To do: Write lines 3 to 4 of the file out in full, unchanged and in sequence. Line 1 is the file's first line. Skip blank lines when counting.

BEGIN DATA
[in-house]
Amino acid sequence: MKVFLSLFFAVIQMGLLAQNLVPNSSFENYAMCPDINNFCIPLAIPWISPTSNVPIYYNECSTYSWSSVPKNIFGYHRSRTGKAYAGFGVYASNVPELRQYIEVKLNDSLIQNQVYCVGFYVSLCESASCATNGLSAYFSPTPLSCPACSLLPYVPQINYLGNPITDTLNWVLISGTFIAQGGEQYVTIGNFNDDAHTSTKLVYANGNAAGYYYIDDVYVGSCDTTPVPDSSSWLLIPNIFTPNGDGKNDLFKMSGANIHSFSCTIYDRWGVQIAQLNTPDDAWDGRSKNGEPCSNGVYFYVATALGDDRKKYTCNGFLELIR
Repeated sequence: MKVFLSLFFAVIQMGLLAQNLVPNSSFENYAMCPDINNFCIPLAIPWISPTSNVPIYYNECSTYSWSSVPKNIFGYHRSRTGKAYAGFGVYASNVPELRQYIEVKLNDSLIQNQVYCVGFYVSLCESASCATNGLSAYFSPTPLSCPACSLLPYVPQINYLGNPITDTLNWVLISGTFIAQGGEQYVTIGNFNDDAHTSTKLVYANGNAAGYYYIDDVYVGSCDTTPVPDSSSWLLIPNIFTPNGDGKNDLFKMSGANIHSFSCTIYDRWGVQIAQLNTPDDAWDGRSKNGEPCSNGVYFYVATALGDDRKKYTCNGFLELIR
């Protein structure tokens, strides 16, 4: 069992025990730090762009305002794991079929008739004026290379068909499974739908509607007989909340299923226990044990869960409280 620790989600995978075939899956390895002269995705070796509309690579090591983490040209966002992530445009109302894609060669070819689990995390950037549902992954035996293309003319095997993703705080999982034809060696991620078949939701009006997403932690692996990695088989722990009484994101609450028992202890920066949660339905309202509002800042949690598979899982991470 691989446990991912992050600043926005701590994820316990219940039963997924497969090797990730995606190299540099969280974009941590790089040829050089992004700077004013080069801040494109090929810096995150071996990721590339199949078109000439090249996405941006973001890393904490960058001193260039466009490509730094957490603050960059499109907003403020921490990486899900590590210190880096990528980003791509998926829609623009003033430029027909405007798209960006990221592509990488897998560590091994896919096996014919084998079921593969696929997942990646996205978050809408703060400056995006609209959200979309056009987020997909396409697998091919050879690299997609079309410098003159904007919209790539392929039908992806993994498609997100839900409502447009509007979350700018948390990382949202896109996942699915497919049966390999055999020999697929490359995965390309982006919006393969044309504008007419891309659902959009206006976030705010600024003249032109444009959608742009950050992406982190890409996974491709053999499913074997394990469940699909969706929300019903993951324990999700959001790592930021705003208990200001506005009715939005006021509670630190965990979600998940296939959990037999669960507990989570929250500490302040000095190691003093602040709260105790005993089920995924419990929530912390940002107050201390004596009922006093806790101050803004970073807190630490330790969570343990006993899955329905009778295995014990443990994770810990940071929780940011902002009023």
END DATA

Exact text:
Repeated sequence: MKVFLSLFFAVIQMGLLAQNLVPNSSFENYAMCPDINNFCIPLAIPWISPTSNVPIYYNECSTYSWSSVPKNIFGYHRSRTGKAYAGFGVYASNVPELRQYIEVKLNDSLIQNQVYCVGFYVSLCESASCATNGLSAYFSPTPLSCPACSLLPYVPQINYLGNPITDTLNWVLISGTFIAQGGEQYVTIGNFNDDAHTSTKLVYANGNAAGYYYIDDVYVGSCDTTPVPDSSSWLLIPNIFTPNGDGKNDLFKMSGANIHSFSCTIYDRWGVQIAQLNTPDDAWDGRSKNGEPCSNGVYFYVATALGDDRKKYTCNGFLELIR
């Protein structure tokens, strides 16, 4: 069992025990730090762009305002794991079929008739004026290379068909499974739908509607007989909340299923226990044990869960409280 620790989600995978075939899956390895002269995705070796509309690579090591983490040209966002992530445009109302894609060669070819689990995390950037549902992954035996293309003319095997993703705080999982034809060696991620078949939701009006997403932690692996990695088989722990009484994101609450028992202890920066949660339905309202509002800042949690598979899982991470 691989446990991912992050600043926005701590994820316990219940039963997924497969090797990730995606190299540099969280974009941590790089040829050089992004700077004013080069801040494109090929810096995150071996990721590339199949078109000439090249996405941006973001890393904490960058001193260039466009490509730094957490603050960059499109907003403020921490990486899900590590210190880096990528980003791509998926829609623009003033430029027909405007798209960006990221592509990488897998560590091994896919096996014919084998079921593969696929997942990646996205978050809408703060400056995006609209959200979309056009987020997909396409697998091919050879690299997609079309410098003159904007919209790539392929039908992806993994498609997100839900409502447009509007979350700018948390990382949202896109996942699915497919049966390999055999020999697929490359995965390309982006919006393969044309504008007419891309659902959009206006976030705010600024003249032109444009959608742009950050992406982190890409996974491709053999499913074997394990469940699909969706929300019903993951324990999700959001790592930021705003208990200001506005009715939005006021509670630190965990979600998940296939959990037999669960507990989570929250500490302040000095190691003093602040709260105790005993089920995924419990929530912390940002107050201390004596009922006093806790101050803004970073807190630490330790969570343990006993899955329905009778295995014990443990994770810990940071929780940011902002009023």